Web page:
So buckle up, and let’s dive in.
Biodynamic – what is it?
The term biodynamic refers to a type of farming/agriculture. Sometimes it is simply shorthanded as BD. The method dates back to 1924 and is one of the original approaches to organized organic farming worldwide. It was founded by Rudolf Steiner, a philosopher, who established the spiritual movement of anthroposophy. (Rudolf Steiner is such a multifaceted figure, that it is impossible to summarize him in a few sentences. Thus I must respectfully send you to Wiki, if you would like to learn more about him and his teachings.)
Originating from a spiritual view of the universe, biodynamic farming regards the farm as a living organism.
The best way to envision this living organism approach is to think of a wild forest. The forest is a system with a high degree of self-sufficiency. It doesn’t need external input to sustain itself. It’s fertilized through recycling of organic material within its own system. The intrinsic biological and genetic diversity of the forest inhabitants prevents pest species from moving in. And the water is cycled through the system efficiently.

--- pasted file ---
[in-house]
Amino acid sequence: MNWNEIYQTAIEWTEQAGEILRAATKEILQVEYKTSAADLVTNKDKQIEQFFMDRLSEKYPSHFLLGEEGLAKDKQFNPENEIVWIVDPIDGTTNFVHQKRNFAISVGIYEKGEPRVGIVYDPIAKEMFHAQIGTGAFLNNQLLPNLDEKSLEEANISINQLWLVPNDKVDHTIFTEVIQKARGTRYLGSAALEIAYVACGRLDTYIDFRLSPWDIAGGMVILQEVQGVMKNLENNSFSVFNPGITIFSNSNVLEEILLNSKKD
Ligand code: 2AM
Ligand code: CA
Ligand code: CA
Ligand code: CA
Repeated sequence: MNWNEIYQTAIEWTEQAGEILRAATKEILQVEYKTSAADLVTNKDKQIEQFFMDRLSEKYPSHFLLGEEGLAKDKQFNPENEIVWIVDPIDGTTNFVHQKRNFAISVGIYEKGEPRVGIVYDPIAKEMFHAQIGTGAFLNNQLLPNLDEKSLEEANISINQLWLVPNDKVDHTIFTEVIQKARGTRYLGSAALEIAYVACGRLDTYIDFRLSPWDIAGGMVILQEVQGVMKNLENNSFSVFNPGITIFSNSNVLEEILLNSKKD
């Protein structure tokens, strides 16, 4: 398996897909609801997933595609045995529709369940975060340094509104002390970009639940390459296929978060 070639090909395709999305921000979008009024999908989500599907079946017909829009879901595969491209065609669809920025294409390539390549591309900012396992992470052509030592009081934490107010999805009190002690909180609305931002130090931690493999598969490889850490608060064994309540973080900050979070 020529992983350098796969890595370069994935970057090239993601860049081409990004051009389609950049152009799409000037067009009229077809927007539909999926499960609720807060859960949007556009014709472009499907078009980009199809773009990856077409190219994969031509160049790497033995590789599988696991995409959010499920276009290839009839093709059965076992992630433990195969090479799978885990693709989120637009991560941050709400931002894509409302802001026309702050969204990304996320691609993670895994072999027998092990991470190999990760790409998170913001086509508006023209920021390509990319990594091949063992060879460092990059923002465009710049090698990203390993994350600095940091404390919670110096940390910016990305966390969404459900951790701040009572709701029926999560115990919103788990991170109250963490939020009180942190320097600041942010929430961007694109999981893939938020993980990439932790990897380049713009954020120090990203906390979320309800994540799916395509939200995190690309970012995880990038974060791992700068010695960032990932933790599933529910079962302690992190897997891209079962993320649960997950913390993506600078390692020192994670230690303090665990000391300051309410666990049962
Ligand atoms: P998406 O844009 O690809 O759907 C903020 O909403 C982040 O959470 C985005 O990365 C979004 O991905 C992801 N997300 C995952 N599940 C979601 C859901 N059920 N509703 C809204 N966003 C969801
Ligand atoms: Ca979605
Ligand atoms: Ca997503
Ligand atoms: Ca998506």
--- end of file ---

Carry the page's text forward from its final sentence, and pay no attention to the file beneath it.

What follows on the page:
In the same way, biodynamic farming practitioners view a farm as a closed system. Sustainability and self sufficiency is the key. Thus most seeds and fertilizers are self produced. Working by hand is essential (for the living connection between human and earth) and sowing and harvesting are matched to the rhythms of nature. Harmony with the world and other organisms, regeneration instead of degeneration, and sustainability as opposed to depletion are the values that guide biodynamic farming.
Needless to say (but I’ll mention it anyways) that biodynamic farming does not use artificial fertilizers or pesticides. Instead the fertilizing preparation are made from farm-sourced materials.
Today biodynamics is practiced in more than 50 countries worldwide.
There is also a biodynamic certifying organization, Demeter International, who also hold the trademark to the word biodynamic. Demeter certification is the oldest traditional organic certification in Europe and is regarded as the highest grade of organic farming in the world.